The third form depends on whether or not you have credit card debt. Only about one-third of the people with credit cards can pay off their balances in full each month. For the other two-thirds of the credit card population, (Which is about 80 million people!) create a list of all of the cards, the outstanding balances, monthly payments and interest rates. Look at these payments as a level amount. By setting aside 10% of your income to pay for the non-monthly expenses shown on the cash flow form, you can end the increasing credit card balances and over time pay them off in full. Also, look to see if you can transfer balances to lower rate cards. I recommend you learn how to handle money effectively. I do not recommend you refinance your home to pay off credit cards. Don’t secure your home for debts that are otherwise unsecured. Any quick and easy method to eliminate credit card debt is a wasteful solution. It’s like getting lipo-suction without changing your eating or lack-of-exercise habits.

Step 3. Track your spending to see if it’s in alignment with your long term goals.
Obviously, you can’t do this unless you’ve created a long-term financial goal from Step 1. Every millionaire I’ve met or read about knew in detail how much money was coming in, and where it was being spent. They were conscious of the flow of their money. After all, the money was created by trading the energy of their life for money. You’re doing the same thing, trading your life energy for money. Are you spending your life energy and feeling satisfied?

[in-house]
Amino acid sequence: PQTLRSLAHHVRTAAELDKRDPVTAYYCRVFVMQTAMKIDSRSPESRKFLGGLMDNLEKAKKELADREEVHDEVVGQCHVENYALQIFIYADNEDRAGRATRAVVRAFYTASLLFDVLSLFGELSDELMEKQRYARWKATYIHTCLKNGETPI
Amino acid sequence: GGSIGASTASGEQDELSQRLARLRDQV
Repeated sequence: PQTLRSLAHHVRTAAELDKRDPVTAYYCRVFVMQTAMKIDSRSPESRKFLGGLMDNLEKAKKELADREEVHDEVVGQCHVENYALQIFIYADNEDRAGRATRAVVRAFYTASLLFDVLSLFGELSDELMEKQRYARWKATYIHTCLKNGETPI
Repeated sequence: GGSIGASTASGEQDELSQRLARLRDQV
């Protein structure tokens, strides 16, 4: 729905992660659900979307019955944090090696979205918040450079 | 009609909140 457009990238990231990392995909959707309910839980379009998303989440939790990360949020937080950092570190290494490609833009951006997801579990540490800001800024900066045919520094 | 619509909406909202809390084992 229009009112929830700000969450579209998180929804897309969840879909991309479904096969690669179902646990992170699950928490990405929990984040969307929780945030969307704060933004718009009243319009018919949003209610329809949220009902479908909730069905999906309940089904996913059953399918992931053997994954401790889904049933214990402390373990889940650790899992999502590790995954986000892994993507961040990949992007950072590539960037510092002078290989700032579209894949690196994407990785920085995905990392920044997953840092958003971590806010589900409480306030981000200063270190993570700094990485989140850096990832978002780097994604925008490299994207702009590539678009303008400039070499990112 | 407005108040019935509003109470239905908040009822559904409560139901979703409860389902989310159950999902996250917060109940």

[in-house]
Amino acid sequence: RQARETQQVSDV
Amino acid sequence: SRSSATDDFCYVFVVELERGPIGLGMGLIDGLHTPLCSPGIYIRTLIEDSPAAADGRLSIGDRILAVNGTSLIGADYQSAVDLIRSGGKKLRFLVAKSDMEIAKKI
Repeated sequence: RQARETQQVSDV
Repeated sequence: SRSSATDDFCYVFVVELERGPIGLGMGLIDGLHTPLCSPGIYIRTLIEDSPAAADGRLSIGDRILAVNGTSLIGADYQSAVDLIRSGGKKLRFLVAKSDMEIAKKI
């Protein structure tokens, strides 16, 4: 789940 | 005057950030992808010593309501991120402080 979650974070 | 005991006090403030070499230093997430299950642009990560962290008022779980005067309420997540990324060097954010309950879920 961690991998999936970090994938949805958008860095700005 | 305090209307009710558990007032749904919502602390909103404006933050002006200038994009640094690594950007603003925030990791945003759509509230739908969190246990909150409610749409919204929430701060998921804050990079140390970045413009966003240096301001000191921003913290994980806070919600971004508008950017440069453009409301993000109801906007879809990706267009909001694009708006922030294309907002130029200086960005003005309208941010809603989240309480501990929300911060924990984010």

Use a blank check book register, rather than a random list like a spiral notepad, and create categories for the expenses that occur all month long. Include the unexpected ones. There is no need to track your mortgage payments because it is usually only once per month, and the same for the car payment. Track items like groceries, meals out, entertainment, clothing purchases, hobbies and so on. Millionaires do this to create wealth and to maintain wealth. If it’s good enough for them then it ought to be good enough for regular folks too. Right?

Step 4. Pay yourself first.
There’s something else millionaires do that we can all learn from. Besides paying themselves first by setting up an account with money to spend later (as I explained in the paragraph about the cash flow form in Step 2), pay yourself first money you will keep forever. Set aside 10%, or more, of every check you receive. This is the money you can invest so that at some point in the future work can become a choice, instead of a requirement. Some people retire and other people work at what they always wanted to do. Contribute the maximum to your 401(k) plan at work, or put money into an IRA, or buy stocks, mutual funds, or more real estate. If you set aside 10% of your income and earned 12% on your invested money, in 30 years you could have a portfolio which would generate annually three times more passive income than what you earned from your work.

With these four steps in place, you will see what it takes to meet your mortgage payments and maintain your standard of living, or change it if you need to. You will be prepared for emergency expenses, without creating a financial disaster, and you will ultimately be able to choice to work instead of have to work.
Send comments or questions to rennie@GabrielBooks.com